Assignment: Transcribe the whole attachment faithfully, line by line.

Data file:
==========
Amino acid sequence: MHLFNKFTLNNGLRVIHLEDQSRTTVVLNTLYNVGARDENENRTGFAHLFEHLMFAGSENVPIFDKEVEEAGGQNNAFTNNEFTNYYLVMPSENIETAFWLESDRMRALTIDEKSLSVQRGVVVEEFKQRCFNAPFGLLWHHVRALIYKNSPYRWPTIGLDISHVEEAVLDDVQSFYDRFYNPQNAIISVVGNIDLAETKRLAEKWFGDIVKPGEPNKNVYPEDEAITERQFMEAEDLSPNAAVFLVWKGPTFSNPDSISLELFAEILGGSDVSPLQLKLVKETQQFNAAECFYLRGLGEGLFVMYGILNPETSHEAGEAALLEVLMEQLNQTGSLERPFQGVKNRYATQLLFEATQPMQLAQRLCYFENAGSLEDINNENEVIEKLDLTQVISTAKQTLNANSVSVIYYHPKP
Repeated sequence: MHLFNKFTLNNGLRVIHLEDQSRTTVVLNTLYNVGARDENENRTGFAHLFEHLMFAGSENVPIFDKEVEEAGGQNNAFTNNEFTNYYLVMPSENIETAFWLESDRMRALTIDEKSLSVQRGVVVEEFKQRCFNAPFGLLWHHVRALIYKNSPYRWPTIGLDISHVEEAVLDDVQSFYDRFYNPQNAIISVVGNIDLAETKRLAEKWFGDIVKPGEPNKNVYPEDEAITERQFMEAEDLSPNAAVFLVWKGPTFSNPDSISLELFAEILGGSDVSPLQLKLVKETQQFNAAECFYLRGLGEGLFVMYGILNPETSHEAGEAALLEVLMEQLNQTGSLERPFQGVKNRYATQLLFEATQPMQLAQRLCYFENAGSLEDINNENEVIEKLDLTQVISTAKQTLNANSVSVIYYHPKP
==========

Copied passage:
Amino acid sequence: MHLFNKFTLNNGLRVIHLEDQSRTTVVLNTLYNVGARDENENRTGFAHLFEHLMFAGSENVPIFDKEVEEAGGQNNAFTNNEFTNYYLVMPSENIETAFWLESDRMRALTIDEKSLSVQRGVVVEEFKQRCFNAPFGLLWHHVRALIYKNSPYRWPTIGLDISHVEEAVLDDVQSFYDRFYNPQNAIISVVGNIDLAETKRLAEKWFGDIVKPGEPNKNVYPEDEAITERQFMEAEDLSPNAAVFLVWKGPTFSNPDSISLELFAEILGGSDVSPLQLKLVKETQQFNAAECFYLRGLGEGLFVMYGILNPETSHEAGEAALLEVLMEQLNQTGSLERPFQGVKNRYATQLLFEATQPMQLAQRLCYFENAGSLEDINNENEVIEKLDLTQVISTAKQTLNANSVSVIYYHPKP
Repeated sequence: MHLFNKFTLNNGLRVIHLEDQSRTTVVLNTLYNVGARDENENRTGFAHLFEHLMFAGSENVPIFDKEVEEAGGQNNAFTNNEFTNYYLVMPSENIETAFWLESDRMRALTIDEKSLSVQRGVVVEEFKQRCFNAPFGLLWHHVRALIYKNSPYRWPTIGLDISHVEEAVLDDVQSFYDRFYNPQNAIISVVGNIDLAETKRLAEKWFGDIVKPGEPNKNVYPEDEAITERQFMEAEDLSPNAAVFLVWKGPTFSNPDSISLELFAEILGGSDVSPLQLKLVKETQQFNAAECFYLRGLGEGLFVMYGILNPETSHEAGEAALLEVLMEQLNQTGSLERPFQGVKNRYATQLLFEATQPMQLAQRLCYFENAGSLEDINNENEVIEKLDLTQVISTAKQTLNANSVSVIYYHPKP